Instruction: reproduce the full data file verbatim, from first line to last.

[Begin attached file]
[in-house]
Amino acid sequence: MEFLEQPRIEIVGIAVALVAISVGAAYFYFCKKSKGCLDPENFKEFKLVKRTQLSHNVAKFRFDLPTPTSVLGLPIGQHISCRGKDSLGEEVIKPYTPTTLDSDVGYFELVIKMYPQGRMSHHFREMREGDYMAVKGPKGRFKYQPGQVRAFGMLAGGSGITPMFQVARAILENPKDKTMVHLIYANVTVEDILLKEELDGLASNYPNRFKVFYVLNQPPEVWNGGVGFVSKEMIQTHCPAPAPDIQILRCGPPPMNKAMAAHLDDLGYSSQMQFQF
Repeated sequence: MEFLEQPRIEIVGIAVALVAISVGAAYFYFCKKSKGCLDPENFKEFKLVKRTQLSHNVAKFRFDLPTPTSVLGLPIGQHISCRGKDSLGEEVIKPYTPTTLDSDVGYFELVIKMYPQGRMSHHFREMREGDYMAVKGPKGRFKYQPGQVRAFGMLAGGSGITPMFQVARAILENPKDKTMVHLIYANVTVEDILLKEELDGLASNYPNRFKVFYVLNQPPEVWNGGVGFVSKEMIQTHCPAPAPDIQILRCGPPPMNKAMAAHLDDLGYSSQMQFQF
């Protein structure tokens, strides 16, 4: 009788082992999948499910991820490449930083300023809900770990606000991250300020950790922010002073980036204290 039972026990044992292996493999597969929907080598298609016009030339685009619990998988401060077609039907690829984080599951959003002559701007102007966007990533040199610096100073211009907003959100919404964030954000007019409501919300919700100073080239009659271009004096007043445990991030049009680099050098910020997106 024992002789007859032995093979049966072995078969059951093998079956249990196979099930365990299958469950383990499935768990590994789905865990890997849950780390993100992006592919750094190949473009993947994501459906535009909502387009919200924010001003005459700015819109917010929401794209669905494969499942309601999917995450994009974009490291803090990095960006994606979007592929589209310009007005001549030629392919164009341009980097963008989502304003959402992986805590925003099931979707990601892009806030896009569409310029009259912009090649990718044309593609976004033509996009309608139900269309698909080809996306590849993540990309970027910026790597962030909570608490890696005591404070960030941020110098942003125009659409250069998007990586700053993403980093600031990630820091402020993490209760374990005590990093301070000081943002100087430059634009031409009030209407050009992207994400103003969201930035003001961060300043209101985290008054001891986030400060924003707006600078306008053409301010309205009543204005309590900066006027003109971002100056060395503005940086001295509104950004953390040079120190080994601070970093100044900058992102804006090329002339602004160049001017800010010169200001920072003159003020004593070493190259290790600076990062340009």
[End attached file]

[in-house]
Amino acid sequence: MEFLEQPRIEIVGIAVALVAISVGAAYFYFCKKSKGCLDPENFKEFKLVKRTQLSHNVAKFRFDLPTPTSVLGLPIGQHISCRGKDSLGEEVIKPYTPTTLDSDVGYFELVIKMYPQGRMSHHFREMREGDYMAVKGPKGRFKYQPGQVRAFGMLAGGSGITPMFQVARAILENPKDKTMVHLIYANVTVEDILLKEELDGLASNYPNRFKVFYVLNQPPEVWNGGVGFVSKEMIQTHCPAPAPDIQILRCGPPPMNKAMAAHLDDLGYSSQMQFQF
Repeated sequence: MEFLEQPRIEIVGIAVALVAISVGAAYFYFCKKSKGCLDPENFKEFKLVKRTQLSHNVAKFRFDLPTPTSVLGLPIGQHISCRGKDSLGEEVIKPYTPTTLDSDVGYFELVIKMYPQGRMSHHFREMREGDYMAVKGPKGRFKYQPGQVRAFGMLAGGSGITPMFQVARAILENPKDKTMVHLIYANVTVEDILLKEELDGLASNYPNRFKVFYVLNQPPEVWNGGVGFVSKEMIQTHCPAPAPDIQILRCGPPPMNKAMAAHLDDLGYSSQMQFQF
């Protein structure tokens, strides 16, 4: 009788082992999948499910991820490449930083300023809900770990606000991250300020950790922010002073980036204290 039972026990044992292996493999597969929907080598298609016009030339685009619990998988401060077609039907690829984080599951959003002559701007102007966007990533040199610096100073211009907003959100919404964030954000007019409501919300919700100073080239009659271009004096007043445990991030049009680099050098910020997106 024992002789007859032995093979049966072995078969059951093998079956249990196979099930365990299958469950383990499935768990590994789905865990890997849950780390993100992006592919750094190949473009993947994501459906535009909502387009919200924010001003005459700015819109917010929401794209669905494969499942309601999917995450994009974009490291803090990095960006994606979007592929589209310009007005001549030629392919164009341009980097963008989502304003959402992986805590925003099931979707990601892009806030896009569409310029009259912009090649990718044309593609976004033509996009309608139900269309698909080809996306590849993540990309970027910026790597962030909570608490890696005591404070960030941020110098942003125009659409250069998007990586700053993403980093600031990630820091402020993490209760374990005590990093301070000081943002100087430059634009031409009030209407050009992207994400103003969201930035003001961060300043209101985290008054001891986030400060924003707006600078306008053409301010309205009543204005309590900066006027003109971002100056060395503005940086001295509104950004953390040079120190080994601070970093100044900058992102804006090329002339602004160049001017800010010169200001920072003159003020004593070493190259290790600076990062340009």